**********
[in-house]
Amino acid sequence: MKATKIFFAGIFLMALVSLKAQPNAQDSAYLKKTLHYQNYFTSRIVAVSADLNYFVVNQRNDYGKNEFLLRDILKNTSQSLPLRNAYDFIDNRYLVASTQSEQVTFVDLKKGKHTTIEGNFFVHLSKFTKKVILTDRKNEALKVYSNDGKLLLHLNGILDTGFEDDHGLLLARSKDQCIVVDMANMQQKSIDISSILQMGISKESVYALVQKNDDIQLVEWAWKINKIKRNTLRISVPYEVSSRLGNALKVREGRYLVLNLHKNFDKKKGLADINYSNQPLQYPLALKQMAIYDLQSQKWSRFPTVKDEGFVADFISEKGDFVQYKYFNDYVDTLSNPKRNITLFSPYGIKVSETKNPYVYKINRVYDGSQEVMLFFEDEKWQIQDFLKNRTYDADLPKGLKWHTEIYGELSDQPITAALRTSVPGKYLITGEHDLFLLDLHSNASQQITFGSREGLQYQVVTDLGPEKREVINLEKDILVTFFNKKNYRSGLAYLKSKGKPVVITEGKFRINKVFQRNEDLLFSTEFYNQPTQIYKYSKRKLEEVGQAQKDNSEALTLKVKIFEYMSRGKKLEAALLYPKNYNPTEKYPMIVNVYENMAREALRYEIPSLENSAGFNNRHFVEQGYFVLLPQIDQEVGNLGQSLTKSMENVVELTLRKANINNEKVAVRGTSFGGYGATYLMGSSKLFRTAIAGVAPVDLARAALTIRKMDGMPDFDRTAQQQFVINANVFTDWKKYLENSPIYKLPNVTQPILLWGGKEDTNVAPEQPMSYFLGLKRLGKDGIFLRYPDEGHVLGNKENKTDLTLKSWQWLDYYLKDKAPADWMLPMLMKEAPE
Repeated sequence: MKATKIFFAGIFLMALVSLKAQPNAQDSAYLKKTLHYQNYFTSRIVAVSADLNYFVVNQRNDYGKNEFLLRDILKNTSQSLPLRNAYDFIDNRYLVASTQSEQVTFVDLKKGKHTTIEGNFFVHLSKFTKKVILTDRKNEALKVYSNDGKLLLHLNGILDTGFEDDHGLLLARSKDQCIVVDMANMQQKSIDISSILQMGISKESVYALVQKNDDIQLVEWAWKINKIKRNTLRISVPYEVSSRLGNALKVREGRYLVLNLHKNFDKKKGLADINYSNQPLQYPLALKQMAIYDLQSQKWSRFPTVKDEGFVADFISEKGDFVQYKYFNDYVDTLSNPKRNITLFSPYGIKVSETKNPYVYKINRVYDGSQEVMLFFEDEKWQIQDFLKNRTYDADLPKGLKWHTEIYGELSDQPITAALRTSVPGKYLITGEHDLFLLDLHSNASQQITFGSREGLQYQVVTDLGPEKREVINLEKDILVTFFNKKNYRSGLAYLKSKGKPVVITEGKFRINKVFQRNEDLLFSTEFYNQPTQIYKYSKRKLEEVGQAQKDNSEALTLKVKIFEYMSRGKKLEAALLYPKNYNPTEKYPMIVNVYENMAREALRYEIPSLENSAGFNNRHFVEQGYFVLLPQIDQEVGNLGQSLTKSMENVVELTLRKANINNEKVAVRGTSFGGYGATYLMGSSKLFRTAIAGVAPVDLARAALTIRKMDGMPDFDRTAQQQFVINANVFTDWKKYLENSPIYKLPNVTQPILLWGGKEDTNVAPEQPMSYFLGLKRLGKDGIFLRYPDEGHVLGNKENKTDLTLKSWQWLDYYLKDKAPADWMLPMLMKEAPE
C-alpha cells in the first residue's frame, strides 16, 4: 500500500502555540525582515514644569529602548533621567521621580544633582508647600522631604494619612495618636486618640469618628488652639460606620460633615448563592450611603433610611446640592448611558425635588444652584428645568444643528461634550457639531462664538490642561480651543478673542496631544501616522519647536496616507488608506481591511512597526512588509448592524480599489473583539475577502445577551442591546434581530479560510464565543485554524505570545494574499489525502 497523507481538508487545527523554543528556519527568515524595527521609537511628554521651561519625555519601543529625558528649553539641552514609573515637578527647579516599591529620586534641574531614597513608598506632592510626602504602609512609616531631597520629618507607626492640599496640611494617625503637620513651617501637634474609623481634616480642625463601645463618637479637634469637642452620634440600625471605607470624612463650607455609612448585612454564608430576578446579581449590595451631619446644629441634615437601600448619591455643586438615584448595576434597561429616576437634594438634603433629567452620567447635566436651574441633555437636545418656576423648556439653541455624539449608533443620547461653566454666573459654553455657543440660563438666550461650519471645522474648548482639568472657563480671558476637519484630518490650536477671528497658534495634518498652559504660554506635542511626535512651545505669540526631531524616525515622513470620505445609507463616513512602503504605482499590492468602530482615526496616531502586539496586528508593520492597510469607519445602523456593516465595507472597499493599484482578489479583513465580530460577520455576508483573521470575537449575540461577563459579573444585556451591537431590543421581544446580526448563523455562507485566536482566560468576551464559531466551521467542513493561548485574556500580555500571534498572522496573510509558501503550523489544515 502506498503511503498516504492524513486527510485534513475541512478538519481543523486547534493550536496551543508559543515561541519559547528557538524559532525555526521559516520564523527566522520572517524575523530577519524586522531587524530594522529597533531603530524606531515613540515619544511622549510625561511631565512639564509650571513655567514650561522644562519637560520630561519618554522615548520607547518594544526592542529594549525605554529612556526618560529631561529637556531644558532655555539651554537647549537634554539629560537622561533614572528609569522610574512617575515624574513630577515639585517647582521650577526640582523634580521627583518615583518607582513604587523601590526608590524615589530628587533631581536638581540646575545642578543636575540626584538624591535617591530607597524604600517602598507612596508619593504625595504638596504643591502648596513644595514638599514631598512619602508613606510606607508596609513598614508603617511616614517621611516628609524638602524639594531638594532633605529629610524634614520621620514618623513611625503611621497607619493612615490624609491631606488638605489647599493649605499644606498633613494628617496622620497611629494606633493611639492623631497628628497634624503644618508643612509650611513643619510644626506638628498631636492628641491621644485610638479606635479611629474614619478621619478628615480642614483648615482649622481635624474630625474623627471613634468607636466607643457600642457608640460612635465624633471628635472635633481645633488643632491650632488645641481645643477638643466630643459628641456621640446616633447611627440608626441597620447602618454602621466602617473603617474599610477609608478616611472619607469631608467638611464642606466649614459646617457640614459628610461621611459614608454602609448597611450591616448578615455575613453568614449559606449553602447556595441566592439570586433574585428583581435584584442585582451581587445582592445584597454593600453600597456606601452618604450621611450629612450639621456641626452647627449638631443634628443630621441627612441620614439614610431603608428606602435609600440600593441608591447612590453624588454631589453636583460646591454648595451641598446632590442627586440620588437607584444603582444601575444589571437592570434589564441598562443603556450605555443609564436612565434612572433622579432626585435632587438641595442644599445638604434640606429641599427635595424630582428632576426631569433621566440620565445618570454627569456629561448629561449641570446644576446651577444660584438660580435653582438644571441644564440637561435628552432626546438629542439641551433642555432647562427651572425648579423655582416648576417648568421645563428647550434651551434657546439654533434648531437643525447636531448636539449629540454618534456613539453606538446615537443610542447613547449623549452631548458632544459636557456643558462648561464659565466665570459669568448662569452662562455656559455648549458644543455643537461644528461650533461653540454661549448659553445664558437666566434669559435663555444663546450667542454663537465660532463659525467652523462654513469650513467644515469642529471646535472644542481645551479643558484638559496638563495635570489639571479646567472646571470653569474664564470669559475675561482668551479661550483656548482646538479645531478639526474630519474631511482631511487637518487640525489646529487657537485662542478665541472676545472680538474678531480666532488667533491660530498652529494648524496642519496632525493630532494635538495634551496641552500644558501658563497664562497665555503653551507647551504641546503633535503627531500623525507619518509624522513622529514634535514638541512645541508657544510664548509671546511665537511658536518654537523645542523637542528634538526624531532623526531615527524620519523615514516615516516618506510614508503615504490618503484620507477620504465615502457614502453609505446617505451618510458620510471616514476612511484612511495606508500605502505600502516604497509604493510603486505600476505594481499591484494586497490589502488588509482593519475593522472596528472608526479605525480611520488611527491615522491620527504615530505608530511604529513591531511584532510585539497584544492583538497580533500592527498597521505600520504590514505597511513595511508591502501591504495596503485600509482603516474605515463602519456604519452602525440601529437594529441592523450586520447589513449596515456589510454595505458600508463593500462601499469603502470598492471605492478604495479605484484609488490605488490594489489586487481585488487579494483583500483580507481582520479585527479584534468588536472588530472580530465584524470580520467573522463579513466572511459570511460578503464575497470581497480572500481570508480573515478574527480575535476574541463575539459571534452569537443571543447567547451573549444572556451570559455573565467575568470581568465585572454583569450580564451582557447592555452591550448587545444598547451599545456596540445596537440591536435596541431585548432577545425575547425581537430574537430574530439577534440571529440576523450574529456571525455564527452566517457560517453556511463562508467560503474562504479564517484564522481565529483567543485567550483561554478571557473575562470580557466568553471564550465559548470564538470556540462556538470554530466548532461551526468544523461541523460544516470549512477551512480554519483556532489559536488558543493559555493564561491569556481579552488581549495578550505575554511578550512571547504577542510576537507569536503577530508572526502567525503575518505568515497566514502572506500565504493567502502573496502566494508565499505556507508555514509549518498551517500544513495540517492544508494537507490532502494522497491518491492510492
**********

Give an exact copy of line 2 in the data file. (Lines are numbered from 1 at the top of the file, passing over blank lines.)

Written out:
Amino acid sequence: MKATKIFFAGIFLMALVSLKAQPNAQDSAYLKKTLHYQNYFTSRIVAVSADLNYFVVNQRNDYGKNEFLLRDILKNTSQSLPLRNAYDFIDNRYLVASTQSEQVTFVDLKKGKHTTIEGNFFVHLSKFTKKVILTDRKNEALKVYSNDGKLLLHLNGILDTGFEDDHGLLLARSKDQCIVVDMANMQQKSIDISSILQMGISKESVYALVQKNDDIQLVEWAWKINKIKRNTLRISVPYEVSSRLGNALKVREGRYLVLNLHKNFDKKKGLADINYSNQPLQYPLALKQMAIYDLQSQKWSRFPTVKDEGFVADFISEKGDFVQYKYFNDYVDTLSNPKRNITLFSPYGIKVSETKNPYVYKINRVYDGSQEVMLFFEDEKWQIQDFLKNRTYDADLPKGLKWHTEIYGELSDQPITAALRTSVPGKYLITGEHDLFLLDLHSNASQQITFGSREGLQYQVVTDLGPEKREVINLEKDILVTFFNKKNYRSGLAYLKSKGKPVVITEGKFRINKVFQRNEDLLFSTEFYNQPTQIYKYSKRKLEEVGQAQKDNSEALTLKVKIFEYMSRGKKLEAALLYPKNYNPTEKYPMIVNVYENMAREALRYEIPSLENSAGFNNRHFVEQGYFVLLPQIDQEVGNLGQSLTKSMENVVELTLRKANINNEKVAVRGTSFGGYGATYLMGSSKLFRTAIAGVAPVDLARAALTIRKMDGMPDFDRTAQQQFVINANVFTDWKKYLENSPIYKLPNVTQPILLWGGKEDTNVAPEQPMSYFLGLKRLGKDGIFLRYPDEGHVLGNKENKTDLTLKSWQWLDYYLKDKAPADWMLPMLMKEAPE